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Environmental Advocacy Clinic

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As one of the nation's top-ranked environmental law schools, Vermont Law offers students the chance to apply what they learn in the classroom by working in one of the best environmental law clinics in the country: the Environmental Advocacy Clinic.


The Environmental Advocacy Clinic is an in-house clinic that operates as a public interest law office, teaching students how to be lawyers by representing clients in need. Clinical experience helps students become well-rounded, skilled professionals who can develop arguments and claims from the ground up, explore strategies and options, and communicate effectively with clients, courts, agency officials, scientific experts, and opposing parties.


In the Clinic, students serve as the lead attorney, supervised by an experienced lawyer, representing clients, including, leading national conservation organizations, and local community groups to promote access to justice on important environmental and natural resources issues. We’ve created positive outcomes for clients in a variety of areas including:

Protecting New England’s Mature Forests: Students are advocating for the protection of mature forests critical to the region’s climate resilience and biodiversity, representing our client Standing Trees, a grassroots membership organization that works to protect and restore New England’s forests for the benefit of the climate, clean water, and biodiversity, with a focus on state and federal public lands in New Hampshire and Vermont. Students are now challenging several U.S. Forest Service proposed logging projects in the White Mountain National Forest that seek to log mature forests with outstanding natural resource value and have filed formal objections to these projects. Students also are using the Freedom of Information Act and state public records laws to obtain important agency documents about these projects and other forest and wildlife protection issues. The students’ advocacy seeks to ensure that the Forest Service uses the best available science in considering logging projects and fully complies with relevant federal environmental protection laws and guidance, including the National Forest Management Act, the National Environmental Policy Act, and the Endangered Species Act.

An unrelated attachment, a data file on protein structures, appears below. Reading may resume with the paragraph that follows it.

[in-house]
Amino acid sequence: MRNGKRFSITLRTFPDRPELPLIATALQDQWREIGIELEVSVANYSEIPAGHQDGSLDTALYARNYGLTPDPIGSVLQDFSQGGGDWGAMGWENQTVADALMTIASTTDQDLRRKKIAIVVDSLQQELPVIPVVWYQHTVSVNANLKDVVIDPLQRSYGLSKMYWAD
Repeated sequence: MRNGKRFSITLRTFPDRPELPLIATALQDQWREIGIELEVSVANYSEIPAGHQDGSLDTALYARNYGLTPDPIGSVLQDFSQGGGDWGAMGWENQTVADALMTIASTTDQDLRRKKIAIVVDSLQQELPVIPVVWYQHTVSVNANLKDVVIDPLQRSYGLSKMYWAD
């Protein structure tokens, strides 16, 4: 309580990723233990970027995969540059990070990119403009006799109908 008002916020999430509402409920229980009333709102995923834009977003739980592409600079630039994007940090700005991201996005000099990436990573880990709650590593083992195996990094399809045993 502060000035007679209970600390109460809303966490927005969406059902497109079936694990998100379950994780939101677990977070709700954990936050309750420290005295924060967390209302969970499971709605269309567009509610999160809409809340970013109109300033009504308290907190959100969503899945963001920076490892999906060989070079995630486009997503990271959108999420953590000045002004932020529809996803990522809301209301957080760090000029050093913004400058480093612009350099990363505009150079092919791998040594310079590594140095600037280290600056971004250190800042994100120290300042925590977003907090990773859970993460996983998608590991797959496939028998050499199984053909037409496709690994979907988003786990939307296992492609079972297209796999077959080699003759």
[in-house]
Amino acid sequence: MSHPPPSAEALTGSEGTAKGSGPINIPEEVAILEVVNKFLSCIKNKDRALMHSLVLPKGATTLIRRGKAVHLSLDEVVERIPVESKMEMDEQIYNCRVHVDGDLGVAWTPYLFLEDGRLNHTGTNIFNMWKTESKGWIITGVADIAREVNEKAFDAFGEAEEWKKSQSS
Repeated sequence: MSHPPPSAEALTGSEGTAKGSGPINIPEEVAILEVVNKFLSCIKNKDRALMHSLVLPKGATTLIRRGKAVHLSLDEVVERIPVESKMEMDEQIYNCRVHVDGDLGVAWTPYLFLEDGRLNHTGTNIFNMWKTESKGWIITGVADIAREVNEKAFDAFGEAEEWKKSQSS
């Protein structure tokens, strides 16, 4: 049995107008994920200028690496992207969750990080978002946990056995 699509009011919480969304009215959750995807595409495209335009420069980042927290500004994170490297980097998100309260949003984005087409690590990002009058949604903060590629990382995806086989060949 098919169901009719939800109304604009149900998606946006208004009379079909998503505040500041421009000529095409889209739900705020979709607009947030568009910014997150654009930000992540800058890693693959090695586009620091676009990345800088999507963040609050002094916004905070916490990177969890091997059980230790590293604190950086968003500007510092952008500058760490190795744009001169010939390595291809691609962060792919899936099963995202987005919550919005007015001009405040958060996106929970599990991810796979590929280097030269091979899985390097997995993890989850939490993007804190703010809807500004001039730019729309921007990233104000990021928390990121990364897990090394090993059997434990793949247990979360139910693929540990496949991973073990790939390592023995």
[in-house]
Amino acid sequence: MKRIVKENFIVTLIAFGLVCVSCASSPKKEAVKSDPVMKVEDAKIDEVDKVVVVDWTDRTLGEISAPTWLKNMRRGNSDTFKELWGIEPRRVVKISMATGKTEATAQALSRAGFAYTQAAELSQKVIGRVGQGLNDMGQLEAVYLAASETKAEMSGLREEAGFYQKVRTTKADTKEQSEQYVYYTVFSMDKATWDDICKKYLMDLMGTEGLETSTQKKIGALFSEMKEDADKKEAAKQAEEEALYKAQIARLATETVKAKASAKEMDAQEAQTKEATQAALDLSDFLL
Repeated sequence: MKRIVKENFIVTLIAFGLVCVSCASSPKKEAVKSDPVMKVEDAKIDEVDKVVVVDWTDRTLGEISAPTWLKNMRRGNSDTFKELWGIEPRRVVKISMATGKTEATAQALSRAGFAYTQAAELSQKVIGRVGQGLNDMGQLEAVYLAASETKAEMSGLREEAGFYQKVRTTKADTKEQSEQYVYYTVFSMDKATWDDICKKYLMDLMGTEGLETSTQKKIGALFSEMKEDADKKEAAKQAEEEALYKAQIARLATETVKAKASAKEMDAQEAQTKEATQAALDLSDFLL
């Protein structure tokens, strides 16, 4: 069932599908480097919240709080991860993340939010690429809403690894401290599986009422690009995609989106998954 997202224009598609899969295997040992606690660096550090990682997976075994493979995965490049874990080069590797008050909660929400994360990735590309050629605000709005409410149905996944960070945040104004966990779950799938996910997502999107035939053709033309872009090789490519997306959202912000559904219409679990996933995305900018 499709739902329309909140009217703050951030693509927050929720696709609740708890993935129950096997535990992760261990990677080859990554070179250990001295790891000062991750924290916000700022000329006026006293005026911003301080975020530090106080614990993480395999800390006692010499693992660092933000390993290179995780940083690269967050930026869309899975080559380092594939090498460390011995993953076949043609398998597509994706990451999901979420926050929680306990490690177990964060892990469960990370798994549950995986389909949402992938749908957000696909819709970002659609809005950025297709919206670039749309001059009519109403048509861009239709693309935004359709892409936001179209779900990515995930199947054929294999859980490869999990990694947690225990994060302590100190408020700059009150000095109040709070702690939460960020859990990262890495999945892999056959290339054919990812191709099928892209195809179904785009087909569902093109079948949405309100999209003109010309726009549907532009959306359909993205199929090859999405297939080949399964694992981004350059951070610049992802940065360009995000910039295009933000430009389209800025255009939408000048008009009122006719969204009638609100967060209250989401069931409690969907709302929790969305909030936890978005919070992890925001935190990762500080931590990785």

Protecting Communities from Pollution: A team of students filed comments with the Federal Energy Regulatory Commission (FERC) calling for comprehensive analysis of flooding and natural resource impacts on the relicensing of the Pensacola Dam in northeastern Oklahoma. The dam exacerbates flooding upstream, especially along the highly contaminated Tar Creek. One of the first superfund sites in the country, Tar Creek is laden with toxic pollution from long-abandoned lead and zinc mining operations in the area. Students are continuing to work to ensure that during the relicensing process, FERC takes responsibility for comprehensively analyzing upstream flooding exacerbated by the dam, climate change impacts on the dam’s operations, impacts of toxic pollution and compliance with the Endangered Species Act.


  • To provide a high-quality, skills-based educational experience for law students who learn how to become competent, ethical attorneys with expertise in the field of environmental and natural resources law.
  • To provide pro bono representation for individuals and organizations who could not otherwise afford legal services.
  • To ensure that laws protecting health, wildlife, and the environment are properly interpreted, implemented, and enforced to protect people and places for the benefit of this and future generations.


The Clinic opened its doors to students and clients in August 2003 as the Environmental and Natural Resources Clinic with a generous grant from the Henry Luce Foundation. The Clinic now operates as the Environmental Advocacy Clinic, and Christophe Courchesne serves as Director.